For example, if an attendee comes to you because her app has frozen or a feature doesn’t seem to be working, you or your colleague could be trained to try the basics:

  1. Force-close the app and open it again
  2. Uninstall it and reinstall it

If neither of those actions fixes the app or they’re taking too long, take note of the issue and the name of the attendee, provide a backup solution such as a web app or paper agenda, and once the attendee is back to participating in the event, document the following information:

  1. What was the problem the user was experiencing
  2. What did you try to resolve the problem
  3. What is the device make and model
  4. What operating system version is it running
  5. What problem was reported

The above information should enable analysis of the problem during or after the event and can be shared with Fliplet to help diagnose the issue. 

After

Follow up with presentations and feedback requests

Many attendees and event organizers appreciate the ease of being able to distribute and see the event’s presentations and support materials via the app – that way attendees can download or email to themselves whichever presentations were most relevant to them.

You can also follow up with surveys and feedback requests after the event.

Remember you can use push notifications to invite users back into the app once the event is over, don’t expect them to spontaneously come back — although undoubtedly some of them will. Which takes us swiftly onto the next point:

When the event stops, the app goes on…

Event Apps Analytics

The above is a typical example of the life of an event app. This particular event took place in the two high peak days, but in the three weeks that followed, the app still had hundreds of views.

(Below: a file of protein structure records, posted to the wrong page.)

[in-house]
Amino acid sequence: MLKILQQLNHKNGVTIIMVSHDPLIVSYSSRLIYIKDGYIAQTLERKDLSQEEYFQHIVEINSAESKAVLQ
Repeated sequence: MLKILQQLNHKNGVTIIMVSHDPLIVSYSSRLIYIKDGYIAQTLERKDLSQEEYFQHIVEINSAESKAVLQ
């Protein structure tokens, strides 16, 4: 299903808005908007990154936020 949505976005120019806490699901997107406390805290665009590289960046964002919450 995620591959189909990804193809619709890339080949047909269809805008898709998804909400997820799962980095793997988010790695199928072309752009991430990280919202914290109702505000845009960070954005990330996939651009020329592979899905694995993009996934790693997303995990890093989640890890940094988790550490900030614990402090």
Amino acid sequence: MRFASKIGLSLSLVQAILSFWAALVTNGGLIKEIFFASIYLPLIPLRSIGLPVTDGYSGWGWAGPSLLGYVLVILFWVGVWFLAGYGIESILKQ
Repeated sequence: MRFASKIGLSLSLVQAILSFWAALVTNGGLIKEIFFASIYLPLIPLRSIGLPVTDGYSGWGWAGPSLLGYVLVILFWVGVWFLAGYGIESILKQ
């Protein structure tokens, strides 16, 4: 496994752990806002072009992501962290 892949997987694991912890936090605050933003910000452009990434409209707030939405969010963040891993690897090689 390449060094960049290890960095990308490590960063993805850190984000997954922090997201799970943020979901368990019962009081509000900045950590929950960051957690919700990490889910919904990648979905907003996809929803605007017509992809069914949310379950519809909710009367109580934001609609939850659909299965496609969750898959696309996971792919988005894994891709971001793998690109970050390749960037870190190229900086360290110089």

In our experience, most events apps will work the same way, so do monitor your app’s usage and prepare to keep the app running for at least a few weeks after the event is over. Consider who will be doing maintenance on the app and ensuring it remains fully operational for the period of time following the event.

Measure success and take note of feedback

After the event is over and the app has lived through its intended life cycle, schedule time to go over the analytics – these are the most telling ones:

  1. Overall perceptions: Qualitative and quantitative feedback from attendees
  2. Adoption: Number of app users during and after the event
  3. Engagement: Consider average number of sessions per user (5+ is ideal), screens per session per user (5.8 is our average) and time per session (Around 2 minutes per session is normal)
  4. Best features: Apart from the agenda, see which features attracted the most screen views and engagement. You might want to consider reusing these features in the future, and even in other kinds of apps
  5. Least used features: The opposite of the above, consider which features were the worst used and try to understand why and how to correct it next time, i.e. by removing the feature altogether, promoting it more effectively, or better explaining it to users.

Reuse your event apps

You can quickly duplicate your app and use it for future events. Make the most of your hard work and the feedback you received to build on your success. When creating a new app you will only need to copy and paste the new content in and tweak the design. It won’t take long at all.

Complementarily, you might want to consider extrapolating any popular features into other apps, such as internal communications or directory apps for use throughout the year: chat, directories and brochure/material libraries are particularly popular as long-term use apps.

BONUS CONTENT: Don’t forget to download our Ultimate Event App Checklist – the 28 things you should check to ensure your event app runs smoothly!